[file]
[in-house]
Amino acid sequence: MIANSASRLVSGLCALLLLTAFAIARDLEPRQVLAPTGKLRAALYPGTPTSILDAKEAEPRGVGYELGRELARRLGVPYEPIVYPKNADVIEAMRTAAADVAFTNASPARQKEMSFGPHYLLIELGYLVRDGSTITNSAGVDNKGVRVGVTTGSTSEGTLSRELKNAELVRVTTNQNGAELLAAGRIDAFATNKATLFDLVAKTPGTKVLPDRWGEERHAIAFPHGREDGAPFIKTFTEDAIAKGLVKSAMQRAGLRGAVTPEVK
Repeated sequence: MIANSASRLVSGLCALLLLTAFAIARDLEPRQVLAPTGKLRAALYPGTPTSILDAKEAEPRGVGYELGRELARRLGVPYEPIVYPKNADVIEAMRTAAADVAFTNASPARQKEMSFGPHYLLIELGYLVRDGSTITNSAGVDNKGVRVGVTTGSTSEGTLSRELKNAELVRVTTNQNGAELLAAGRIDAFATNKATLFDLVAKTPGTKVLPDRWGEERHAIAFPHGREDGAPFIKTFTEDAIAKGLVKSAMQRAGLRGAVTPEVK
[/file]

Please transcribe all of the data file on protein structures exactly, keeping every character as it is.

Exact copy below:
[in-house]
Amino acid sequence: MIANSASRLVSGLCALLLLTAFAIARDLEPRQVLAPTGKLRAALYPGTPTSILDAKEAEPRGVGYELGRELARRLGVPYEPIVYPKNADVIEAMRTAAADVAFTNASPARQKEMSFGPHYLLIELGYLVRDGSTITNSAGVDNKGVRVGVTTGSTSEGTLSRELKNAELVRVTTNQNGAELLAAGRIDAFATNKATLFDLVAKTPGTKVLPDRWGEERHAIAFPHGREDGAPFIKTFTEDAIAKGLVKSAMQRAGLRGAVTPEVK
Repeated sequence: MIANSASRLVSGLCALLLLTAFAIARDLEPRQVLAPTGKLRAALYPGTPTSILDAKEAEPRGVGYELGRELARRLGVPYEPIVYPKNADVIEAMRTAAADVAFTNASPARQKEMSFGPHYLLIELGYLVRDGSTITNSAGVDNKGVRVGVTTGSTSEGTLSRELKNAELVRVTTNQNGAELLAAGRIDAFATNKATLFDLVAKTPGTKVLPDRWGEERHAIAFPHGREDGAPFIKTFTEDAIAKGLVKSAMQRAGLRGAVTPEVK